5 Minute Read
As we enter a new year most of us think about the last year; the good, the bad, and the ugly. And then we stop, take a deep breath, and begin to think about what the new year has in store. We make big, lofty goals and talk about how we are not going to repeat the mistakes we made last year and say “I will definitely stick to my goals this year.” Then dreary January and February drag on, followed by false hope that March and April are going to be amazing, and before we know it those well-intentioned goals we set have fallen by the wayside.
Why is it so hard to stick to new year’s resolutions? The reality is we often set ourselves up for failure from the start.
Here are 3 quick reasons why we often fail to keep and reach our goals for the upcoming year that continually come up in my work doing mental health and substance use counseling at Supporting Act Counseling.
1. We often make goals that are too big and not realistic in the first place. Then, because we cannot reach them, we feel depressed, defeated, and begin to criticize ourselves for not being able to achieve those goals. An example of this would be saying I want to work out every day of the week for 3 hours. Although that is a great goal, for me, it’s just not realistic. Someone might say “I want to pay off my student loans this year.” Again, this is a great goal. But if you have six figures of student loan debt, and you make a five figure salary, the chances of paying the loans off this year is not realistic.
2. Because we like to set big goals we also have a propensity to make them too nebulous, or ambiguous. We say things like, “I want to drink more water” or “I want to be healthy” without actually outlining what it means to do those things. Then when we do not live up to some imaginary standard we set we feel discouraged and give up.
3. Our goals are often shame based. Instead of finding what motivates us we shame ourselves for our flaws and then try to set goals around them. For example, instead of setting goals around being healthier for various reasons like having more energy to play with kids, live longer, spend less money on health care, we often say we want to lose weight, get skinnier, bulk up, etc.
One way that I like to think of goals is imagining that your goal is the roof of a house. In order to get to the top you need a ladder. Imagine each rung in the ladder is an objective to help you reach the bigger goal. So, for example, if my goal is to get healthier (the roof of the house), I will create objectives like buy exercise shoes, research three gyms, visit two gyms, sign up for one gym, create a schedule of days I could go to the gym, etc. (rungs in the ladder).
This fits nicely with the SMART goals method (Specific, Measureable, Attainable, Realistic, Time Bound) used by many people and organizations now to make goals and visions for themselves.
As you enter the new year, or any season in life in which you want to make change, keep these 5 strategies in mind in order to create goals that will be more likely to have a lasting impact on your life.
1. Start small. Make small objectives that are easy to attain. Cross them off your list when you do them to make yourself feel even more positive and that you have gotten something done. Sometimes I will even add items to my list I have already completed and cross them off. If you want to drink more water, make it specific by saying, “Drink 64 ounces of water per day.” Start small and work your way to bigger objectives as you progress.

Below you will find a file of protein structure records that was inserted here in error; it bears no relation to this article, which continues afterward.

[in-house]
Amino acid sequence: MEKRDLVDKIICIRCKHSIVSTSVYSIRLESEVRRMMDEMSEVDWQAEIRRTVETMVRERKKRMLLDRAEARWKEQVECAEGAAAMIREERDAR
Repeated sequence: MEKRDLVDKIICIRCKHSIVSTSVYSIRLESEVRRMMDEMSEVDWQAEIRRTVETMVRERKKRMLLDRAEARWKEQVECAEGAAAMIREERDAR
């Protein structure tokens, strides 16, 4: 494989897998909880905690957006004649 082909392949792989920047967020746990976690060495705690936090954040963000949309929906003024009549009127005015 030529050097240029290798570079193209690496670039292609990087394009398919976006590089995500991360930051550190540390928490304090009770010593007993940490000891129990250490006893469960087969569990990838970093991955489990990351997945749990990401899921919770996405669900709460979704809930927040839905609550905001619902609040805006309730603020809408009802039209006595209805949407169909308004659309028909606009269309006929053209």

2. Be realistic about the goals you are setting. Do not set yourself up for failure by having very lofty goals. I’m not saying it’s wrong to push yourself or set your sights high. But what is the point if it is a goal that is almost impossible to reach?
3. Start to change your thoughts. Our thoughts affect us much more than we give them credit for. For example, it is not happy people who are thankful, thankful people are happy. Thankfulness is a choice that we make when we decide to bring our attention to the positive aspects of our lives and not dwell on the negative. Utilize positive self-talk to help yourself stay motivated, optimistic, and hopeful. Do not guilt or shame yourself for not reaching all of your goals or objectives in the way or the speed you wanted to. Stay focused, get back up on the horse, and keep going.
4. Find what motivates and energizes you and base your goals off of that. Try to avoid shame based goals as they do not often excite us and increases the likelihood that you’ll lose steam and not complete your goal. By focusing on a goal that energizes us, we think more positively about the goal, which causes us to feel more positive, and ultimately leads to greater, long lasting change.
5. Reward yourself for reaching your objectives and goals. Research shows that we are quick to punish for undesirable behavior when positively reinforcing for good behavior is actually more impactful in creating lasting change. When you find yourself sticking with your goals and accomplishing tasks, it is okay to reward yourself. The key is not to reward too early or too much. Before you even start working towards your goals, think about ways you can celebrate reaching them.
Remember, be kind to yourself. The world is not black and white, there is a ton of grey. Maybe you need to take a day off from working towards your goals because you just cannot make it happen that day. Don’t beat yourself up. It just didn’t happen today. Tomorrow is a new day. You can still do it and you did not fail because you simply missed a day. Stick with it, reward yourself, be proud, and know that the ability to make great change in your life lives inside of you.
Edited by Jeannie Regan.
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